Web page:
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Diabetologia. 2016 Nov;59(11):2448-2458. doi: 10.1007/s00125-016-4067-4. Epub 2016 Aug 9.

Islet cell hyperexpression of HLA class I antigens: a defining feature in type 1 diabetes.

Author information

1
Islet Biology Exeter (IBEx), Institute of Biomedical and Clinical Sciences, University of Exeter Medical School, RILD Building (Level 4), Barrack Road, Exeter, EX2 5DW, UK. s.richardson@exeter.ac.uk.
2
La Jolla Institute for Allergy and Immunology, San Diego, CA, USA.
3
Department of Medicine, University of Tennessee, Memphis, TN, USA.
4
Department of Pathology, University of Florida, Gainesville, FL, USA.
5
Department of Information Sciences, City of Hope, Duarte, CA, USA.
6
Islet Biology Exeter (IBEx), Institute of Biomedical and Clinical Sciences, University of Exeter Medical School, RILD Building (Level 4), Barrack Road, Exeter, EX2 5DW, UK.
7
Paediatric Department, Oslo University Hospital, Oslo, Norway.
8
Faculty of Medicine, University of Oslo, Oslo, Norway.
9
Diabetes Research Institute, Department of Medicine, Division of Diabetes, Endocrinology and Metabolism, University of Miami Miller School of Medicine, Miami, FL, USA.
10
Department of Microbiology and Immunology, University of Miami Miller School of Medicine, Miami, FL, USA.
11
Islet Biology Exeter (IBEx), Institute of Biomedical and Clinical Sciences, University of Exeter Medical School, RILD Building (Level 4), Barrack Road, Exeter, EX2 5DW, UK. n.g.morgan@exeter.ac.uk.

Abstract

AIMS/HYPOTHESIS:

Human pancreatic beta cells may be complicit in their own demise in type 1 diabetes, but how this occurs remains unclear. One potentially contributing factor is hyperexpression of HLA class I antigens. This was first described approximately 30 years ago, but has never been fully characterised and was recently challenged as artefactual. Therefore, we investigated HLA class I expression at the protein and RNA levels in pancreases from three cohorts of patients with type 1 diabetes. The principal aims were to consider whether HLA class I hyperexpression is artefactual and, if not, to determine the factors driving it.

METHODS:

Pancreas samples from type 1 diabetes patients with residual insulin-containing islets (n = 26) from the Network for Pancreatic Organ donors with Diabetes (nPOD), Diabetes Virus Detection study (DiViD) and UK recent-onset type 1 diabetes collections were immunostained for HLA class I isoforms, signal transducer and activator of transcription 1 (STAT1), NLR family CARD domain containing 5 (NLRC5) and islet hormones. RNA was extracted from islets isolated by laser-capture microdissection from nPOD and DiViD samples and analysed using gene-expression arrays.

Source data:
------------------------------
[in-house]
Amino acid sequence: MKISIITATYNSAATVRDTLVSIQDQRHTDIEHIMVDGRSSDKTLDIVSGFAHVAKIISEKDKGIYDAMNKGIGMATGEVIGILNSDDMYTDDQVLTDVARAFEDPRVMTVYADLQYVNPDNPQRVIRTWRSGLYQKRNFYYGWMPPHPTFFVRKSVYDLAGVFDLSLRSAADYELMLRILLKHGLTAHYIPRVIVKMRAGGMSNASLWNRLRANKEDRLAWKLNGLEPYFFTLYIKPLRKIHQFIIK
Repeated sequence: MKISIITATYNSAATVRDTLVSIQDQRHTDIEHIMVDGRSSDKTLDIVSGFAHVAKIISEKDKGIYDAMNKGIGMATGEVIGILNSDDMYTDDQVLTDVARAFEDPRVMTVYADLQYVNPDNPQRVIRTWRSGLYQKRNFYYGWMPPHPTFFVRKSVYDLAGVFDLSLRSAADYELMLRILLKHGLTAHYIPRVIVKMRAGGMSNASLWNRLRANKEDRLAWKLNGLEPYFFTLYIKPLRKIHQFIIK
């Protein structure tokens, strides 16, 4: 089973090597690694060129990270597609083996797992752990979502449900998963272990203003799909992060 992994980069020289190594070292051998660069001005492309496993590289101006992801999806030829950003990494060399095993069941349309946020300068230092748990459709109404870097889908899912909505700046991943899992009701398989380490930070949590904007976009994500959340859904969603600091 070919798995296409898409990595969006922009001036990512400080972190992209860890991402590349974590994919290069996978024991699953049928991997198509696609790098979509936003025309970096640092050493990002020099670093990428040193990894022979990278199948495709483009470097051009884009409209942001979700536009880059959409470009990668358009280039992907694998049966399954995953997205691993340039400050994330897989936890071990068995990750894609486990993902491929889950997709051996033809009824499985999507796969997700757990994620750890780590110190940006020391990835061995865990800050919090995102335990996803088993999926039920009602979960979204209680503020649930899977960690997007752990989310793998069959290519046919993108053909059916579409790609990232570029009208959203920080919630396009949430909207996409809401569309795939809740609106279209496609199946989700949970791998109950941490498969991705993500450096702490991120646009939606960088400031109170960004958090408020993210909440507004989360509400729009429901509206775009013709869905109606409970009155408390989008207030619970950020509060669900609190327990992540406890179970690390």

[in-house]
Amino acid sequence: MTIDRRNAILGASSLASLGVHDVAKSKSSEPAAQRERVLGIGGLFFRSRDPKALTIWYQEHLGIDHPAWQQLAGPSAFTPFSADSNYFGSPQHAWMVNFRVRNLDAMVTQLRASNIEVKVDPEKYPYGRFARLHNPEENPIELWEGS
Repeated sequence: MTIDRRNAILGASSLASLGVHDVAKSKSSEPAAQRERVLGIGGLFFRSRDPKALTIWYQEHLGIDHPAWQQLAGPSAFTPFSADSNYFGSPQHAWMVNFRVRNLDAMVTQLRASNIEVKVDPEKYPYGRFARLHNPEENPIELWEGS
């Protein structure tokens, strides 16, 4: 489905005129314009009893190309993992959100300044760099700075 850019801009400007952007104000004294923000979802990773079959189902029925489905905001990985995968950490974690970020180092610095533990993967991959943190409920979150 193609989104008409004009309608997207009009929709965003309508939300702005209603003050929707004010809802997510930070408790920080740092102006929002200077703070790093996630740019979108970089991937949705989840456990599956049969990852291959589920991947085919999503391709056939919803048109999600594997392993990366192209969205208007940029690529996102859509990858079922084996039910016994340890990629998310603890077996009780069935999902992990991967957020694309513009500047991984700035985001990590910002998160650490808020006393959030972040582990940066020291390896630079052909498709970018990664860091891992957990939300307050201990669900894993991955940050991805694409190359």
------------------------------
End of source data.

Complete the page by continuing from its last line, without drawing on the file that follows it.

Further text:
RESULTS:

Hyperexpression of HLA class I was observed in the insulin-containing islets of type 1 diabetes patients from all three tissue collections, and was confirmed at both the RNA and protein levels. The expression of β2-microglobulin (a second component required for the generation of functional HLA class I complexes) was also elevated. Both 'classical' HLA class I isoforms (i.e. HLA-ABC) as well as a 'non-classical' HLA molecule, HLA-F, were hyperexpressed in insulin-containing islets. This hyperexpression did not correlate with detectable upregulation of the transcriptional regulator NLRC5. However, it was strongly associated with increased STAT1 expression in all three cohorts. Islet hyperexpression of HLA class I molecules occurred in the insulin-containing islets of patients with recent-onset type 1 diabetes and was also detectable in many patients with disease duration of up to 11 years, declining thereafter.

CONCLUSIONS/INTERPRETATION:

Islet cell HLA class I hyperexpression is not an artefact, but is a hallmark in the immunopathogenesis of type 1 diabetes. The response is closely associated with elevated expression of STAT1 and, together, these occur uniquely in patients with type 1 diabetes, thereby contributing to their selective susceptibility to autoimmune-mediated destruction.

KEYWORDS:

DiViD; HLA class I; HLA-F; Islet cell; Pancreas; STAT1; Type 1 diabetes; nPOD

PMID:
27506584
PMCID:
PMC5042874
DOI:
10.1007/s00125-016-4067-4
[Indexed for MEDLINE]
Free PMC Article

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